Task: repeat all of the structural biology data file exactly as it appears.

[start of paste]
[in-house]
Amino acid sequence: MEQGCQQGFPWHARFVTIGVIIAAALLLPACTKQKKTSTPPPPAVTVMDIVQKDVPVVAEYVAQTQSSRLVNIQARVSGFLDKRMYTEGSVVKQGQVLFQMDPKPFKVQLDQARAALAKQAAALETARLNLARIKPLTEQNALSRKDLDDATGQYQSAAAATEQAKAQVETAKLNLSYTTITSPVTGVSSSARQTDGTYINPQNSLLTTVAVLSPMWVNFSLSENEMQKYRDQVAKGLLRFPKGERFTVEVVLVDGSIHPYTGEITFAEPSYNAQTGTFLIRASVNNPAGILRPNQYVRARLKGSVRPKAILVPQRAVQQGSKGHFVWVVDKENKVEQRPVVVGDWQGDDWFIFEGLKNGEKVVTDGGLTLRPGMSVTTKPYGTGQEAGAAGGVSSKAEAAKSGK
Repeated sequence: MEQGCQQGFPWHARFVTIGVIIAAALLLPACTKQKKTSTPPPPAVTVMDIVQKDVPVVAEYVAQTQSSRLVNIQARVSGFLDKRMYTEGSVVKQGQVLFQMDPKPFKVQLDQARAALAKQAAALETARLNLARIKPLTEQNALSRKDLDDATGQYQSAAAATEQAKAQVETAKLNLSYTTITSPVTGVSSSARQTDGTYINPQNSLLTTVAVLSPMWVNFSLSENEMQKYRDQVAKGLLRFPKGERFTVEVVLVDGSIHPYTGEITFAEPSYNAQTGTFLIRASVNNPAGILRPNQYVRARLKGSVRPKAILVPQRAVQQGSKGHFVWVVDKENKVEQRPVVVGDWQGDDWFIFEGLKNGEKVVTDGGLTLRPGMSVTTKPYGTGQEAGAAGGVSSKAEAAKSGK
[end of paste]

[in-house]
Amino acid sequence: MEQGCQQGFPWHARFVTIGVIIAAALLLPACTKQKKTSTPPPPAVTVMDIVQKDVPVVAEYVAQTQSSRLVNIQARVSGFLDKRMYTEGSVVKQGQVLFQMDPKPFKVQLDQARAALAKQAAALETARLNLARIKPLTEQNALSRKDLDDATGQYQSAAAATEQAKAQVETAKLNLSYTTITSPVTGVSSSARQTDGTYINPQNSLLTTVAVLSPMWVNFSLSENEMQKYRDQVAKGLLRFPKGERFTVEVVLVDGSIHPYTGEITFAEPSYNAQTGTFLIRASVNNPAGILRPNQYVRARLKGSVRPKAILVPQRAVQQGSKGHFVWVVDKENKVEQRPVVVGDWQGDDWFIFEGLKNGEKVVTDGGLTLRPGMSVTTKPYGTGQEAGAAGGVSSKAEAAKSGK
Repeated sequence: MEQGCQQGFPWHARFVTIGVIIAAALLLPACTKQKKTSTPPPPAVTVMDIVQKDVPVVAEYVAQTQSSRLVNIQARVSGFLDKRMYTEGSVVKQGQVLFQMDPKPFKVQLDQARAALAKQAAALETARLNLARIKPLTEQNALSRKDLDDATGQYQSAAAATEQAKAQVETAKLNLSYTTITSPVTGVSSSARQTDGTYINPQNSLLTTVAVLSPMWVNFSLSENEMQKYRDQVAKGLLRFPKGERFTVEVVLVDGSIHPYTGEITFAEPSYNAQTGTFLIRASVNNPAGILRPNQYVRARLKGSVRPKAILVPQRAVQQGSKGHFVWVVDKENKVEQRPVVVGDWQGDDWFIFEGLKNGEKVVTDGGLTLRPGMSVTTKPYGTGQEAGAAGGVSSKAEAAKSGK